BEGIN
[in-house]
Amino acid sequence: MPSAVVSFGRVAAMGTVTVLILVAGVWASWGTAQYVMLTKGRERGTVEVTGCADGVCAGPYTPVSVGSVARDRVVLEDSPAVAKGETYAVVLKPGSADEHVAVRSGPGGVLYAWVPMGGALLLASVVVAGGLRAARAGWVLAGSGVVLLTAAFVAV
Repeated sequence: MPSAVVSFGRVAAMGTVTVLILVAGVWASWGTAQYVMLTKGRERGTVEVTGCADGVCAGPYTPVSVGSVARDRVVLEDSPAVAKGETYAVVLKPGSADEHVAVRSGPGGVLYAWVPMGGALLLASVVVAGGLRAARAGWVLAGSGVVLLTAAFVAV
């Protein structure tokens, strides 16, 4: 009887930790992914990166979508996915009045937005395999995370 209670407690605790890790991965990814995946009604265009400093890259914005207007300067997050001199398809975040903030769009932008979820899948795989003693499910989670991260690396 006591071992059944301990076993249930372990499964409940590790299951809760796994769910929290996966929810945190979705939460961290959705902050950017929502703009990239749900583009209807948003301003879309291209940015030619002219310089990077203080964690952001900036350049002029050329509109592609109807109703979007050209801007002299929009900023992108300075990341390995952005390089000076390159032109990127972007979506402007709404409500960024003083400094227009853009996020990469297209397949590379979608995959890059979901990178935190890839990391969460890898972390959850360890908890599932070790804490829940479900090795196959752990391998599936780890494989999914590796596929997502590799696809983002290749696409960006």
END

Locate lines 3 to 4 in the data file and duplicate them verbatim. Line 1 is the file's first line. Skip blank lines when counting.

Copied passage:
Repeated sequence: MPSAVVSFGRVAAMGTVTVLILVAGVWASWGTAQYVMLTKGRERGTVEVTGCADGVCAGPYTPVSVGSVARDRVVLEDSPAVAKGETYAVVLKPGSADEHVAVRSGPGGVLYAWVPMGGALLLASVVVAGGLRAARAGWVLAGSGVVLLTAAFVAV
């Protein structure tokens, strides 16, 4: 009887930790992914990166979508996915009045937005395999995370 209670407690605790890790991965990814995946009604265009400093890259914005207007300067997050001199398809975040903030769009932008979820899948795989003693499910989670991260690396 006591071992059944301990076993249930372990499964409940590790299951809760796994769910929290996966929810945190979705939460961290959705902050950017929502703009990239749900583009209807948003301003879309291209940015030619002219310089990077203080964690952001900036350049002029050329509109592609109807109703979007050209801007002299929009900023992108300075990341390995952005390089000076390159032109990127972007979506402007709404409500960024003083400094227009853009996020990469297209397949590379979608995959890059979901990178935190890839990391969460890898972390959850360890908890599932070790804490829940479900090795196959752990391998599936780890494989999914590796596929997502590799696809983002290749696409960006």